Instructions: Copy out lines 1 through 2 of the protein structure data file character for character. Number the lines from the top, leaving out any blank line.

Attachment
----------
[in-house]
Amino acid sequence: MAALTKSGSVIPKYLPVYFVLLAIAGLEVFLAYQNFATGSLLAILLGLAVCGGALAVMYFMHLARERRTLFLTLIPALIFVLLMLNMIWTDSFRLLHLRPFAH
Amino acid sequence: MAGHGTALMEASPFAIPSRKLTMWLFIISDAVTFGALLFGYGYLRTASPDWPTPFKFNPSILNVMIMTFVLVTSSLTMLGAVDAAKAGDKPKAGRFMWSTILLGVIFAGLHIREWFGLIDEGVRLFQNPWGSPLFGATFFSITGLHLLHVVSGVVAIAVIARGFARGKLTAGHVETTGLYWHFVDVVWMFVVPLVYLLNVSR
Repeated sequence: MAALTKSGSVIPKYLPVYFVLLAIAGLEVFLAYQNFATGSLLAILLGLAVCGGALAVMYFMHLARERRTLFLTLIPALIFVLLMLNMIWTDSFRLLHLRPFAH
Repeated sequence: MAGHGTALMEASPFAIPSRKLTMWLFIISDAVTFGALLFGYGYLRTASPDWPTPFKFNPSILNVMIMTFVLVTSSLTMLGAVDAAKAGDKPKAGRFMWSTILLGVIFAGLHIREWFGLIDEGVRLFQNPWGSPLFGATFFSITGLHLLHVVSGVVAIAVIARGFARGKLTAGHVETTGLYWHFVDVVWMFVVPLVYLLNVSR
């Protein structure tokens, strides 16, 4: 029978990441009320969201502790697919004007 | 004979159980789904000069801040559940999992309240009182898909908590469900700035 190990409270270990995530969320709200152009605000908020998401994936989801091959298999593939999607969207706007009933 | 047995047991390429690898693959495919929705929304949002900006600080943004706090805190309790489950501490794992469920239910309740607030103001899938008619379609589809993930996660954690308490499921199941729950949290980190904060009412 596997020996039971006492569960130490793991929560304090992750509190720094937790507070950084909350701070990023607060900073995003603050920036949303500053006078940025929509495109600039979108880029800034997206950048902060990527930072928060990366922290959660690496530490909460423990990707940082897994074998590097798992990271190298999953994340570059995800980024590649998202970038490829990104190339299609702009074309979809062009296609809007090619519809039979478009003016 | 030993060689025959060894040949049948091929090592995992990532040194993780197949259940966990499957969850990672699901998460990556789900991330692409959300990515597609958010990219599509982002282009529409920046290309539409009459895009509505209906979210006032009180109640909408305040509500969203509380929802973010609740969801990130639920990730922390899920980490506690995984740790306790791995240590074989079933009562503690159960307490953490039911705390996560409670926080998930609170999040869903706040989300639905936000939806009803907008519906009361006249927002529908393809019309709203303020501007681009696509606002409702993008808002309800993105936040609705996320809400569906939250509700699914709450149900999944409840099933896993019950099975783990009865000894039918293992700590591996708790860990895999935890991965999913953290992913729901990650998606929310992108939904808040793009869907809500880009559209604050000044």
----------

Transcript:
[in-house]
Amino acid sequence: MAALTKSGSVIPKYLPVYFVLLAIAGLEVFLAYQNFATGSLLAILLGLAVCGGALAVMYFMHLARERRTLFLTLIPALIFVLLMLNMIWTDSFRLLHLRPFAH